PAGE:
Reynaldi FJ, De Giusti MR, Alippi AM (2004) Inhibition of the growth of Ascosphaera apis by Bacillus and Paenibacillus strains isolated from honey. Rev Argent Microbiol 36:52–55

    PubMed  CAS  Google Scholar 

  21. 21.

    Scardovi V, Trovatelli LD (1969) New species of bifid bacteria from Apis mellifica L. and Apis indica F. A contribution to the taxonomy and biochemistry of the genus Bifidobacterium. Zentralbl Bakteriol Parasitenkd Infektionskr Hyg 123:64–88

    PubMed  CAS  Google Scholar 

  22. 22.

    Snowdon JA, Cliver (1996) Microorganism in honey. Int J Food Microbiol 3:1–26

  23. 23.

    Steinkraus KH (1995) Handbook of indigenous fermented foods. Dekker, New York, NY

    Google Scholar 

  24. 24.

    Taormina PJ, Niemira BA, Beuchat LR (2001) Inhibitory activity of honey against foodborne pathogens as influenced by the presence of hydrogen peroxide and level of antioxidant power. Int J Food Microbiol 69:217–225

    PubMed  Article  CAS  Google Scholar 

  25. 25.

    de Vuyst L, Vandamme E J (1994) Bacteriocins of lactic acid bacteria. Oxford, UK: Blackie Academic and Professional, Chapman & Hall

  26. 26.

    White JW, Subers MH, Schepartz A (1963) The identification of inhibine, the antibacterial factor in honey, as hydrogen peroxide and its origin in a honey glucose-oxidase system. Biochem Biophys Acta 73:57–70

    PubMed  Article  CAS  Google Scholar 

  27. 27.

    White JW, Doner LW (2006) Honey composition and properties. Available at: Accessed 15 July 2008

  28. 28.

    White R, Cooper R, Molan P (2005) Honey: a modern wound management product. Wounds UK, Aberdeen, UK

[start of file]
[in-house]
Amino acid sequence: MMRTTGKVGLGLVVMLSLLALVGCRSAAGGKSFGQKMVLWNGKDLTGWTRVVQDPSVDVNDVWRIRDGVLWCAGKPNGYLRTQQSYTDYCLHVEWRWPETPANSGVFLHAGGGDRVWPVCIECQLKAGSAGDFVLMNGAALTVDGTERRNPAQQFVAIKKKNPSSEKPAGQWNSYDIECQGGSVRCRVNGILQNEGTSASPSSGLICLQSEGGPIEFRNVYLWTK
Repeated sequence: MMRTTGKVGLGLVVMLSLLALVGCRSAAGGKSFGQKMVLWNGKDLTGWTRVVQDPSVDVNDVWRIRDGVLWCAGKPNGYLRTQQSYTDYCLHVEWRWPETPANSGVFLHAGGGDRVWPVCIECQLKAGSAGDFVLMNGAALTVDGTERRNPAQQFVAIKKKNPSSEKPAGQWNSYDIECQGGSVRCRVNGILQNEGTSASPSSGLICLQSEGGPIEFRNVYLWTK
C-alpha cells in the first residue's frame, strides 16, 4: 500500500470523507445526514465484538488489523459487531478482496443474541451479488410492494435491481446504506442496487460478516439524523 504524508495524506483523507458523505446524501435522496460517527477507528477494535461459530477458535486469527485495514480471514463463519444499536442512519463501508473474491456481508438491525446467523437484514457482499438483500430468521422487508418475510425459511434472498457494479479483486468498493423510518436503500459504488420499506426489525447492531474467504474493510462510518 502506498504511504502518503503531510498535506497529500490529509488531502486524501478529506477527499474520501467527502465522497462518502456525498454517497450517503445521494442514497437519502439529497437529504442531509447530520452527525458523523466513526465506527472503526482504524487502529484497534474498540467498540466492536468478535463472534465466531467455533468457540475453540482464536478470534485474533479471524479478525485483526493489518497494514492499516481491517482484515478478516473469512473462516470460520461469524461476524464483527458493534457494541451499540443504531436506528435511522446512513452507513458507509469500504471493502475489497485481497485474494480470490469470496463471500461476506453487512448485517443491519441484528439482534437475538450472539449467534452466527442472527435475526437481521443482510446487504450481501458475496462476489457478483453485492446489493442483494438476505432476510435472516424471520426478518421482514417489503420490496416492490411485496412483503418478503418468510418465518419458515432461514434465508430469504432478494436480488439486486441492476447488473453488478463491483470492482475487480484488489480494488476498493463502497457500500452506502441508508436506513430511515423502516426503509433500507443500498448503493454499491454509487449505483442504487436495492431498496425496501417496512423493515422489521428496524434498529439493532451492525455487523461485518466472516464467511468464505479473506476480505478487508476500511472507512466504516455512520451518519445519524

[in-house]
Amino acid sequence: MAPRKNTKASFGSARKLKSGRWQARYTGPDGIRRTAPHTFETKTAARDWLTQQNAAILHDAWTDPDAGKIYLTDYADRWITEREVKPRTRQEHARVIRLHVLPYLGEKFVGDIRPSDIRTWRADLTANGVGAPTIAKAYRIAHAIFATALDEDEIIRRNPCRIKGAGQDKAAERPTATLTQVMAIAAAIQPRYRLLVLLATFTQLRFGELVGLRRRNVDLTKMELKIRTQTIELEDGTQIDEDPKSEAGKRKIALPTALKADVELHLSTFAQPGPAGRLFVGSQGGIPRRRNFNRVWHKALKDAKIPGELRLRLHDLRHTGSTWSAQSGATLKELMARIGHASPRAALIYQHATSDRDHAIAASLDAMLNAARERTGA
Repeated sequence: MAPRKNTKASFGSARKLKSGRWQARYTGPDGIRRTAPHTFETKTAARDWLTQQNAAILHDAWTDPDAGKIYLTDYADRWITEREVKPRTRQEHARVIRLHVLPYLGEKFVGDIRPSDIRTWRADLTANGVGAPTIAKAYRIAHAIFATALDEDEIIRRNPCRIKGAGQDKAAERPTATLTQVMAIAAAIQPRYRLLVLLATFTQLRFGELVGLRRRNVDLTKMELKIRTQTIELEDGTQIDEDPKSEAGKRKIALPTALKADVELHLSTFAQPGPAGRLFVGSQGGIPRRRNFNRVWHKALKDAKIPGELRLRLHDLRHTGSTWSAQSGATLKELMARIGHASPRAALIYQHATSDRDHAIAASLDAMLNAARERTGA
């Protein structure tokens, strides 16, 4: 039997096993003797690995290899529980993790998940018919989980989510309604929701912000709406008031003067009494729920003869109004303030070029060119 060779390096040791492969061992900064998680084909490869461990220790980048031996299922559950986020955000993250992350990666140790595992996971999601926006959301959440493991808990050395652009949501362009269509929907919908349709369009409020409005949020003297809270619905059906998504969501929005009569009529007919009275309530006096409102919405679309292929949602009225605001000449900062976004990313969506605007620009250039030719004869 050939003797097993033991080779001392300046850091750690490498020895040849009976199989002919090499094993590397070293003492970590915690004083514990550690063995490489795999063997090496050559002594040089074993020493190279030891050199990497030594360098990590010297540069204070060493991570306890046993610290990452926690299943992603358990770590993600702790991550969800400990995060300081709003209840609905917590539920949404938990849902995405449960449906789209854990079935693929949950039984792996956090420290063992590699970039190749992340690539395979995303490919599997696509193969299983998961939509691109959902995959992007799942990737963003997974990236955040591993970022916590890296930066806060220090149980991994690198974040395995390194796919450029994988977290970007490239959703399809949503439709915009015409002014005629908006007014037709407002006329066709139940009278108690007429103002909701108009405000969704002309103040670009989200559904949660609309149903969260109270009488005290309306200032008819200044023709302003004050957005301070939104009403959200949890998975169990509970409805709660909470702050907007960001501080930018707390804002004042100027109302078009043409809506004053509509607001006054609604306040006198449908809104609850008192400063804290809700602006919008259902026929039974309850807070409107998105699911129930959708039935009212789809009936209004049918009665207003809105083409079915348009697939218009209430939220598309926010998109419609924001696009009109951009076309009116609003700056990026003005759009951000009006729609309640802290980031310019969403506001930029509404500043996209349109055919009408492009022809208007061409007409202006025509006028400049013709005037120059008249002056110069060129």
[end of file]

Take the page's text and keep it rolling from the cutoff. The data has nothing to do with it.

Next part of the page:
Google Scholar 

  29. 29.

    Winston ML (1987) The biology of the honey bee. Harvard University Press, Cambridge, MA

    Google Scholar 

Download references


This study was financed by Gyllenstiernska Krapperupstiftelsen, Ekhagastiftelsen and Sparbankstiftelsen Skåne. We are grateful for the help of the beekeeper Tage Kimblad, late assistant Prof. Sten Ståhl and others for their knowledge and experience, and for their comments and reflections on our work.

Author information



Corresponding author

Correspondence to Tobias C. Olofsson.

Additional information

The laboratory work was partly performed at the Department of Food Technology, Engineering and Nutrition, Lund University, Lund, Sweden.

Rights and permissions

Reprints and Permissions

About this article

Cite this article

Olofsson, T.C., Vásquez, A. Detection and Identification of a Novel Lactic Acid Bacterial Flora Within the Honey Stomach of the Honeybee Apis mellifera . Curr Microbiol 57, 356–363 (2008).

Download citation


  • Lactobacillus
  • Lactic Acid Bacterium
  • Lactic Acid Bacterium Isolate
  • Nectar Sugar
  • Fermented Food Product